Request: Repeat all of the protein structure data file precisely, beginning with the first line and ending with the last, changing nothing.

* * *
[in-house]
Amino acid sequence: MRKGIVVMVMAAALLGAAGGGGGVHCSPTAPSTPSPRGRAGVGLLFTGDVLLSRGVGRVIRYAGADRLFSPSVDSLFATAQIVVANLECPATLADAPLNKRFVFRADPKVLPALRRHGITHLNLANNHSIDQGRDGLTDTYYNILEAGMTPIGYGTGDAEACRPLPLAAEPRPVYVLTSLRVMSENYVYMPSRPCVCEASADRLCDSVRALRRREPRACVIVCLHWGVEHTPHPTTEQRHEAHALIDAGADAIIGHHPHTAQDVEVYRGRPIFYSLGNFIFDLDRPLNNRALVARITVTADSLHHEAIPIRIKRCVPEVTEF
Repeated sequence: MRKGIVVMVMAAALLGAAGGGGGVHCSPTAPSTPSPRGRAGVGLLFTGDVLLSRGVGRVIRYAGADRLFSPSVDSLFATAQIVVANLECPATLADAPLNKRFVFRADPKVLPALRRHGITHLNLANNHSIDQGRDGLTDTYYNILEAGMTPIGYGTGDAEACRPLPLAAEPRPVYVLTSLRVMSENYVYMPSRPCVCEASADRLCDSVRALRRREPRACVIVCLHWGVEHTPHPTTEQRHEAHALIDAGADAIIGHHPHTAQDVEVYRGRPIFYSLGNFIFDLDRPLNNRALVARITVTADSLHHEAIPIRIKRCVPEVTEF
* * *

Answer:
[in-house]
Amino acid sequence: MRKGIVVMVMAAALLGAAGGGGGVHCSPTAPSTPSPRGRAGVGLLFTGDVLLSRGVGRVIRYAGADRLFSPSVDSLFATAQIVVANLECPATLADAPLNKRFVFRADPKVLPALRRHGITHLNLANNHSIDQGRDGLTDTYYNILEAGMTPIGYGTGDAEACRPLPLAAEPRPVYVLTSLRVMSENYVYMPSRPCVCEASADRLCDSVRALRRREPRACVIVCLHWGVEHTPHPTTEQRHEAHALIDAGADAIIGHHPHTAQDVEVYRGRPIFYSLGNFIFDLDRPLNNRALVARITVTADSLHHEAIPIRIKRCVPEVTEF
Repeated sequence: MRKGIVVMVMAAALLGAAGGGGGVHCSPTAPSTPSPRGRAGVGLLFTGDVLLSRGVGRVIRYAGADRLFSPSVDSLFATAQIVVANLECPATLADAPLNKRFVFRADPKVLPALRRHGITHLNLANNHSIDQGRDGLTDTYYNILEAGMTPIGYGTGDAEACRPLPLAAEPRPVYVLTSLRVMSENYVYMPSRPCVCEASADRLCDSVRALRRREPRACVIVCLHWGVEHTPHPTTEQRHEAHALIDAGADAIIGHHPHTAQDVEVYRGRPIFYSLGNFIFDLDRPLNNRALVARITVTADSLHHEAIPIRIKRCVPEVTEF